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Is there anything hotter than cybersecurity technology right now? With cybersecurity spending rising to counter a raft of increasing threats, that’s no surprise. But beneath the surface, the market is shifting to a more integrated approach that is favoring startups and companies with a focus on cloud-based Zero Trust Network Access (ZTNA) and Secure Access Service Edge (SASE) security solutions.
SASE and ZTNA are both gaining intense interest because they take an integrated approach to security, melding networking security with identity-based access as well as other cybersecurity functions.
One indicator of how hot this area is can be seen in the startup money that continues to flow from the venture capital (VC) space. A flurry of deals in just the past two months has given many young startups billion-dollar-plus valuations (see below). And overall, cybersecurity investment is ballooning. Crunchbase says that only halfway through the year, investment in the area has already surpassed the record-breaking $7.8 billion raised by security companies in 2020.
The macroeconomics behind the funding are obvious: Cybersecurity spending is escalating and taking a greater share of information technology (IT) budgets as organizations worldwide look to fend off the bad guys. Cybersecurity Ventures recently predicted that global cybercrime damages will cost the world $6 trillion annually by 2021, up from $3 trillion in 2015. The same firm said that cybersecurity spending is expected to reach $1 trillion cumulatively for the 5-year period from 2017 to 2021 (Source: Cybersecurity Magazine).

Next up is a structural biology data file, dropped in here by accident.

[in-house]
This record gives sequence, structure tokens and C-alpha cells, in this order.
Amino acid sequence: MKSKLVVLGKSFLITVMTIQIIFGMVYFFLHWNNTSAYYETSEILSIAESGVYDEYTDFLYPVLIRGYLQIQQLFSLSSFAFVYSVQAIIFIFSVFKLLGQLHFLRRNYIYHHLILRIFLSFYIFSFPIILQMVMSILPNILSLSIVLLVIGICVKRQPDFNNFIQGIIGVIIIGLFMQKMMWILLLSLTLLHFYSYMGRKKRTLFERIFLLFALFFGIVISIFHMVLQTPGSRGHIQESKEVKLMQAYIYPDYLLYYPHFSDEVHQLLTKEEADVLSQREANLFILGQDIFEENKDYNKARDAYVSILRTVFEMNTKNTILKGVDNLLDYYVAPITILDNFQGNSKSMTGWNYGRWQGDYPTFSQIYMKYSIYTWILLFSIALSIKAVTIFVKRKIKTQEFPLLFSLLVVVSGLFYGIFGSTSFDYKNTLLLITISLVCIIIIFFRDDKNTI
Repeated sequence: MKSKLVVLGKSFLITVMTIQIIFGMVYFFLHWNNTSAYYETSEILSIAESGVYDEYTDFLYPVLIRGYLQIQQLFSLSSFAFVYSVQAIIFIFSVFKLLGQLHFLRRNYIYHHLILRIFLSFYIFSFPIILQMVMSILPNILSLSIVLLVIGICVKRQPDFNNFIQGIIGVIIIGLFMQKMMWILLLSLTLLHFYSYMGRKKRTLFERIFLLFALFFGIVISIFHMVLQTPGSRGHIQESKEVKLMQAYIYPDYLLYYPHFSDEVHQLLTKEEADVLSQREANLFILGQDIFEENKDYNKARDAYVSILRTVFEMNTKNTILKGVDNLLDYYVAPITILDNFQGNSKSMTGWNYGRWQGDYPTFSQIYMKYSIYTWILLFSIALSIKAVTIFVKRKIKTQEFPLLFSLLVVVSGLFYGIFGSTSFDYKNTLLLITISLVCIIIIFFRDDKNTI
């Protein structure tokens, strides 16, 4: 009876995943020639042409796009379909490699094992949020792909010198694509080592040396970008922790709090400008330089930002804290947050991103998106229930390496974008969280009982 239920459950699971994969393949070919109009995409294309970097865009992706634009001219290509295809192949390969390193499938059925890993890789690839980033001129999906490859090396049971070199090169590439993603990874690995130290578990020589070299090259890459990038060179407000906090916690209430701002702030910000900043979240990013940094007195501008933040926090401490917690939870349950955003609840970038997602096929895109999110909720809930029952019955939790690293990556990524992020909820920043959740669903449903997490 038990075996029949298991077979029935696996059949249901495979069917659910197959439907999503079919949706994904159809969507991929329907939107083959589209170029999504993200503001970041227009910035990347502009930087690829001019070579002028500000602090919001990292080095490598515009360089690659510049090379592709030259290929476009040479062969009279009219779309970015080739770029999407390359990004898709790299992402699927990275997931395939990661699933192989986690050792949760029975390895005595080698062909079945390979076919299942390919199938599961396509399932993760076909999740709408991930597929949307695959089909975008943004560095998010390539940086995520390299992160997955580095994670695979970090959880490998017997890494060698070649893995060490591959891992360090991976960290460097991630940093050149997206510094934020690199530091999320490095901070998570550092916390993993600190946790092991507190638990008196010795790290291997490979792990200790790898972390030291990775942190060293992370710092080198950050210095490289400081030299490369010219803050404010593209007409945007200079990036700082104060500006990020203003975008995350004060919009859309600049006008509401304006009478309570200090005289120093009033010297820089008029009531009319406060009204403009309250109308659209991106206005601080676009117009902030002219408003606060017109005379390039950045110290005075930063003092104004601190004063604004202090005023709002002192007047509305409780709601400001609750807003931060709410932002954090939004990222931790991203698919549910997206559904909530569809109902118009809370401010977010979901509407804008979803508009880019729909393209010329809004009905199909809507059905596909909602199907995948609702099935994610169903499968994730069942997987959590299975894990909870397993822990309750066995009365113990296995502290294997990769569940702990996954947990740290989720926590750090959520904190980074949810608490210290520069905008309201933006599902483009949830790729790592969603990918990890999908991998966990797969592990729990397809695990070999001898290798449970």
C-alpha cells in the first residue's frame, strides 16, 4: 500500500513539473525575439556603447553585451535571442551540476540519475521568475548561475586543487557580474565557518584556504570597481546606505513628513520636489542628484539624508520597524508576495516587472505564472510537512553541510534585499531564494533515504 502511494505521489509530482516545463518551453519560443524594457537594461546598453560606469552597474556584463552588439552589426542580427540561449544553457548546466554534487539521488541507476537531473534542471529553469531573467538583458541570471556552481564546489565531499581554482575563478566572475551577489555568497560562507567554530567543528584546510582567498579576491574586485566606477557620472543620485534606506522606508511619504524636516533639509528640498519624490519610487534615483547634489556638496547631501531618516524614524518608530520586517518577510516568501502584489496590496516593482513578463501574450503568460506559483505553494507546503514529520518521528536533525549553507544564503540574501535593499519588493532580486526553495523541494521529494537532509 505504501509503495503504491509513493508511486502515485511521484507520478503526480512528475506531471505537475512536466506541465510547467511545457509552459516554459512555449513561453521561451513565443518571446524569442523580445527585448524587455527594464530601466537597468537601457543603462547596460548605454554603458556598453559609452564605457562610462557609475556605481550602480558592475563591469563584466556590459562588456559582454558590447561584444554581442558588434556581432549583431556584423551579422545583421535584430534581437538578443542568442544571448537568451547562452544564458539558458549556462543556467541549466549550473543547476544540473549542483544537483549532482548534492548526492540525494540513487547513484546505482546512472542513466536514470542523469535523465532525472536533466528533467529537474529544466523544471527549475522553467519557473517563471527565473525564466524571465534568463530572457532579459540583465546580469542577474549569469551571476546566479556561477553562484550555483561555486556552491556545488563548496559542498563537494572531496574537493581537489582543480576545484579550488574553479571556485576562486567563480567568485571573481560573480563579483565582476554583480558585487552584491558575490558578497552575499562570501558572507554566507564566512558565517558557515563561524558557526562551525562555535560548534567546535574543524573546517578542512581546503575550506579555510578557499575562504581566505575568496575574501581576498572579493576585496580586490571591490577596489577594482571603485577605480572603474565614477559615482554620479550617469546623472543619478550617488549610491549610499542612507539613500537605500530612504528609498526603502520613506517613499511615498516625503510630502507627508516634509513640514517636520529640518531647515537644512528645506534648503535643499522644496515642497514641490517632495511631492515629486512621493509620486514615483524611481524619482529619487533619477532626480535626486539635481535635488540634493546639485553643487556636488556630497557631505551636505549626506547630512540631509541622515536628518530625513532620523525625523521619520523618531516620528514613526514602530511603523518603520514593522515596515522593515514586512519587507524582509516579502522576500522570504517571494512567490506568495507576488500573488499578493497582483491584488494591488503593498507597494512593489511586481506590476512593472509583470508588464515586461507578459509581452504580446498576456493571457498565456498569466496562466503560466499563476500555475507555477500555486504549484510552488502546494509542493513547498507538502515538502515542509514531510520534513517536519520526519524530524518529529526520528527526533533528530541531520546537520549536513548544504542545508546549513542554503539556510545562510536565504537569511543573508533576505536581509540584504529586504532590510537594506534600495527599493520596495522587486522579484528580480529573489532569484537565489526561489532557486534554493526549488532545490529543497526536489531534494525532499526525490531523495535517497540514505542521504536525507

Why Zero Trust and SASE?
The hottest buzzwords in cycbersecurity include Zero Trust, ZTNA, and SASE, all of which use complex algorithmic techniques to verify that the right users, machines, applications, and networks are connecting to cloud and enterprise applications. Zero Trust and SASE can combine several cybersecurity technologies at once — for example, using application data to verify users and encrypting connections across networks — so it’s all part of a move toward a more integrated approach to cybersecurity that helps reduce the burden on network and security managers who must oversee many security tools.
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SASE and ZTNA aren’t specific product categories as much as they are approaches to security architectures that assume “zero trust” for any type of connection until it’s verified by multiple sources of technology or data.
Last summer, the U.S. National Institute of Standards and Technology (NIST) put out a guidance publication on Zero Trust Architecture (NIST SP800-207). The report said that Zero Trust “is not a single architecture but a set of guiding principles for workflow, system design, and operations.” NIST defines Zero Trust as “a collection of concepts and ideas designed to minimize uncertainty in enforcing accurate, least privilege per-request access decisions in information systems and services in the face of a network viewed as compromised.” It recommends a focus on “authentication, authorization and shrinking implicit trust zones.”